DM: Currently, the country has an installed power generation capacity of about 2308 MW, but some of it is from very old power stations that have become expensive to run and unreliable and therefore local generation is low at about 1200 MW.

Kariba power station is our cheaper source of power but this is ideally a peaking plant and runs according to the water allocated to it by the Zambezi River Authority. Running this plant continuously will just run dry the dam level.

The average demand is 1400MW against an internal average power generation of 1200MW thereby leaving a shortfall of between 200 to 300MW which is met through imports.

These imports are also not cheap and have to be paid for in US dollars.

We might as well support our own IPPs that require tariffs at similar levels of imported power and payments in US dollars as well.

FM: Is the country still importing power from South Africa’s Eskom and Mozambique’s EDM. If so, how much is being imported?

DM: Power imports are a standing arrangement for all countries in the Southern African Power Pool region and Zimbabwe is no exception.

Currently, Zimbabwe imports 200-300MW depending on local demand and availability of power on the regional power market.

FM: Does Zesa still have outstanding financial obligations with these regional power suppliers?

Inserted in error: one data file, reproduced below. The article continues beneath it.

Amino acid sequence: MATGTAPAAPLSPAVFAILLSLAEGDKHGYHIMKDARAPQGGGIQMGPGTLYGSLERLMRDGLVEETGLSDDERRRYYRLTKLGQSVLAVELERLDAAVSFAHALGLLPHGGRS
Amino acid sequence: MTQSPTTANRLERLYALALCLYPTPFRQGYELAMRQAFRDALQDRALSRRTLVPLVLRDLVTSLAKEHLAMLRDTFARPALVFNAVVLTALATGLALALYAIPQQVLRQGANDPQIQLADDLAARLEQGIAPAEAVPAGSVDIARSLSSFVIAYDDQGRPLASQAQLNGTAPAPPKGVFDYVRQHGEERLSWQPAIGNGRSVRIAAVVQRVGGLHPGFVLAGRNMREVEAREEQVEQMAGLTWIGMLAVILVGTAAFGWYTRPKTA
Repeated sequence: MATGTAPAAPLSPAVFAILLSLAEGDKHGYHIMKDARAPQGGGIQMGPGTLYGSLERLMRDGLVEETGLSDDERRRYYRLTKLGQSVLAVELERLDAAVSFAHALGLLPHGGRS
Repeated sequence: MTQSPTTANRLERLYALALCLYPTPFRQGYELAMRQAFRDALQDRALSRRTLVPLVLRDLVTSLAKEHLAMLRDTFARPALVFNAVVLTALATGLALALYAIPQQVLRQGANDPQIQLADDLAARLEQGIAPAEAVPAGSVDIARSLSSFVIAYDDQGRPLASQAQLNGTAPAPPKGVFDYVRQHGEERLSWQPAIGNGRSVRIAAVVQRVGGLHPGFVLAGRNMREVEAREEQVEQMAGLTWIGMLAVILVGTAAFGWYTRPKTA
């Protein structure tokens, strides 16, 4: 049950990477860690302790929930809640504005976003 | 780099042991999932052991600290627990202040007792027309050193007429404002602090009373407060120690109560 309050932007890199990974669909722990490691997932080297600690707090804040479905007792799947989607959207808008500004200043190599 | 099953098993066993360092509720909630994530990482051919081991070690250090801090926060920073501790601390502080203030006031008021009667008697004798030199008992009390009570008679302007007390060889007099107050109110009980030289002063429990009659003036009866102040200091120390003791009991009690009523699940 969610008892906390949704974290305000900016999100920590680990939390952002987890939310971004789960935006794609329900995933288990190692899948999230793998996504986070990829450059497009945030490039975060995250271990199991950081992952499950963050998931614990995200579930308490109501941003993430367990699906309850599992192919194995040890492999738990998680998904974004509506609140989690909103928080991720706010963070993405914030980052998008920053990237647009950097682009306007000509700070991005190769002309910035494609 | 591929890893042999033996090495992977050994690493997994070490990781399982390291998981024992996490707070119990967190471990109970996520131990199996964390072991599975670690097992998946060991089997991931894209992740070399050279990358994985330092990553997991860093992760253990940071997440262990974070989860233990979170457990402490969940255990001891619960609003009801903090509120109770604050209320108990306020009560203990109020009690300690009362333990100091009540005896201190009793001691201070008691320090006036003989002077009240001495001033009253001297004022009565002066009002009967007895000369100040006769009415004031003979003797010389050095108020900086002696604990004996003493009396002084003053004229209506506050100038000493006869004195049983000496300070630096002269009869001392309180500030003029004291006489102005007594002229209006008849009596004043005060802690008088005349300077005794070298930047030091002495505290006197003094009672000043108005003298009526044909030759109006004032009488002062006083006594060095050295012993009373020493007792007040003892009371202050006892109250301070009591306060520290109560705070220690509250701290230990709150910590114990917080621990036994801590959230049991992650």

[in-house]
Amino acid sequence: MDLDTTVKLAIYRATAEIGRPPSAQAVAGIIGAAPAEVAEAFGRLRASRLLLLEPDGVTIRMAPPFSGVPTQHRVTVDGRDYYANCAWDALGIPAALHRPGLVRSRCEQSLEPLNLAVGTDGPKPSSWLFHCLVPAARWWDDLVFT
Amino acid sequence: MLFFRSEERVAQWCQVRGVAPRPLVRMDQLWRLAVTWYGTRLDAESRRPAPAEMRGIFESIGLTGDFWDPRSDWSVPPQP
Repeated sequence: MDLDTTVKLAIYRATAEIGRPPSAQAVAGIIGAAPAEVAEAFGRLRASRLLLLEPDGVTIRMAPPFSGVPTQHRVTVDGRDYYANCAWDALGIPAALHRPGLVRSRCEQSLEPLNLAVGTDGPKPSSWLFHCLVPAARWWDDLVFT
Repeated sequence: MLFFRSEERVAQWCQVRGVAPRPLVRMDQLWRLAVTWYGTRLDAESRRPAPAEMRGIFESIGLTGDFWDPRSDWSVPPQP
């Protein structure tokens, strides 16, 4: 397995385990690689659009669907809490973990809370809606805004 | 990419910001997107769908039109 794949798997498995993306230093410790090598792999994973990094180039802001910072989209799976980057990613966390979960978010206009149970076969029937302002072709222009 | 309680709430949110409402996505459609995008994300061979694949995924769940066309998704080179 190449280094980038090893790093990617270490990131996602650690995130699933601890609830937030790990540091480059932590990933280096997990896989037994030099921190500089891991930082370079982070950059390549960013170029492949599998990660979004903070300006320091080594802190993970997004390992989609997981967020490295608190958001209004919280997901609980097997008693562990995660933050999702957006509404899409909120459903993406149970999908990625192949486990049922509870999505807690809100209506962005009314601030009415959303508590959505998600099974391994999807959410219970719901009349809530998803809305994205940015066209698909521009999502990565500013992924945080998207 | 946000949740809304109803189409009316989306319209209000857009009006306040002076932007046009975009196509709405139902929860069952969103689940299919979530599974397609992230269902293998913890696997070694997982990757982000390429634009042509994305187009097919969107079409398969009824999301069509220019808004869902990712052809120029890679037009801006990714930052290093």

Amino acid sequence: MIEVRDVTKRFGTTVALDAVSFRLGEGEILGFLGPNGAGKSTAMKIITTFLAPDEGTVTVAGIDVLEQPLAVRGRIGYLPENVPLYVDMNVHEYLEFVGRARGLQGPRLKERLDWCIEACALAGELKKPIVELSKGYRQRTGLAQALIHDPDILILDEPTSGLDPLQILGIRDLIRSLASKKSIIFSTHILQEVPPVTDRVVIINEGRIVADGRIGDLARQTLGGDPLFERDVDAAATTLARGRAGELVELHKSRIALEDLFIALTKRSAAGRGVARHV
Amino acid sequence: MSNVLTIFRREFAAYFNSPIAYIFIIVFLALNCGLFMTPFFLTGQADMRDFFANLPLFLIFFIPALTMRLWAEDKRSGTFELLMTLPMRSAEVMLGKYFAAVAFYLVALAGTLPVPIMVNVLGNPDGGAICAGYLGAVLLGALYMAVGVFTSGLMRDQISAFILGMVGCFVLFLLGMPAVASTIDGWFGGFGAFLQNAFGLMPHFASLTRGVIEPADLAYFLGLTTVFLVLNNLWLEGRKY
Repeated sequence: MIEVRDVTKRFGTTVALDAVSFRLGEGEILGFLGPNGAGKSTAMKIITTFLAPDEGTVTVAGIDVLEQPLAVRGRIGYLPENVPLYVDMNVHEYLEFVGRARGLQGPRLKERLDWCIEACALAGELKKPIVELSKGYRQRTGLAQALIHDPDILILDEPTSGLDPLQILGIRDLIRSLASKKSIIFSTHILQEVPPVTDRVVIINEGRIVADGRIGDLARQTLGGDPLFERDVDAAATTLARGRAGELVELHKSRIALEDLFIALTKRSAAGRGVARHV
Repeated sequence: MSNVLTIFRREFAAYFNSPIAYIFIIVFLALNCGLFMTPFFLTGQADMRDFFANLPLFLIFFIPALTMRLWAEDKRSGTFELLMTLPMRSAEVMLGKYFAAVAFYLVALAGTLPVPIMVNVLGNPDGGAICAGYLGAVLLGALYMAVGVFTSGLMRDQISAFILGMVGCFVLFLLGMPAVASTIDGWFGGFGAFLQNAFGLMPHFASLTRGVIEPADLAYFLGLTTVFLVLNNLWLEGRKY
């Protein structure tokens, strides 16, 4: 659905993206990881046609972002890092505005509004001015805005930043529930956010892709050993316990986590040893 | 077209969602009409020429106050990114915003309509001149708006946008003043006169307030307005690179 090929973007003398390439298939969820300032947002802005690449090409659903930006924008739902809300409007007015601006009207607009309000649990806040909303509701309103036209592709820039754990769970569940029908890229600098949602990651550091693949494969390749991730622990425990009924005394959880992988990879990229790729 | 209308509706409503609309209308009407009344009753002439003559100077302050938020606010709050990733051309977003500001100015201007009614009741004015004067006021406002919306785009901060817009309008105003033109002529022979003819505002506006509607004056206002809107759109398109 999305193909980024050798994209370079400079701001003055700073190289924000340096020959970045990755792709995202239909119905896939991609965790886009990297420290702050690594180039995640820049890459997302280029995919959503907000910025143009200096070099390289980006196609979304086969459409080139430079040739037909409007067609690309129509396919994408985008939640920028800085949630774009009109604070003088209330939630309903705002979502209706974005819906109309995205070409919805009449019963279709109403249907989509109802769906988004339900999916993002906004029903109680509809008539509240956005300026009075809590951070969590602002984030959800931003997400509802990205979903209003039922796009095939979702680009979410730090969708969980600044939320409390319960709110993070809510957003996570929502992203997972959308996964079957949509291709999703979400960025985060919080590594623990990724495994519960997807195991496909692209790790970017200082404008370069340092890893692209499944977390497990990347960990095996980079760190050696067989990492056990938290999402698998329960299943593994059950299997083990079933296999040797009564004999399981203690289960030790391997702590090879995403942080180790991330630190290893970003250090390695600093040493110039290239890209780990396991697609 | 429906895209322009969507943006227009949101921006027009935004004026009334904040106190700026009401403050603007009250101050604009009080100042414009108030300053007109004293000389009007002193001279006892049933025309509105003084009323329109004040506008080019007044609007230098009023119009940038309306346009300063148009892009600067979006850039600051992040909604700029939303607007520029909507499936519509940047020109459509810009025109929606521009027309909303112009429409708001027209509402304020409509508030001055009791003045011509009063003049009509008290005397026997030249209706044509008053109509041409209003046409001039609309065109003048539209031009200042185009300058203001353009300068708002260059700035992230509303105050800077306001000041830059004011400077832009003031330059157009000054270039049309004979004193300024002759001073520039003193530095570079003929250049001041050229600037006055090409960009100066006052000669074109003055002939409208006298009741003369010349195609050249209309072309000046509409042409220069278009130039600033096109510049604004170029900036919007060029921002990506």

DM: Zesa is managing well its financial obligations with regional power supplies as exporting companies such as mines are now being required to pay for their electricity bills partly in foreign currency which is then ring-fenced for payments of imports to ensure continued support from the region.

FM: Is there a guarantee of power availability during the winter season?

DM: Yes, the country should be assured of adequate power supply during the winter season.

The current water levels at the hydro power plants are encouraging thus assuring an extended and stable period of power generation. Should there be any increase in demand, the country will close the gap through imports from the region and from these old power plants.

 FM: What is the state of the LPG subsector ?

DM: The sub-sector is maturing fast thus necessitating regulations of both infrastructure and price of products. The sub-sector has one of the highly flammable products which is widely used at domestic and industrial level.

As such, the Authority is rolling out awareness campaigns on safe use of LPG especially as winter is setting in. LPG is widely used for cooking, heating and lighting.

 FM: Give us a detailed structure of registered Independent Power Producers in the country.

DM:The table below gives a summary of the state of IPPs:

FM: How many Independent Power Producers are feeding power to the grid?

DM: There are 19 IPPs which are operational and have a generation output of 134MW. Five are under construction with a potential to generate 80MW while 69 IPPs are at various stages of project preparation.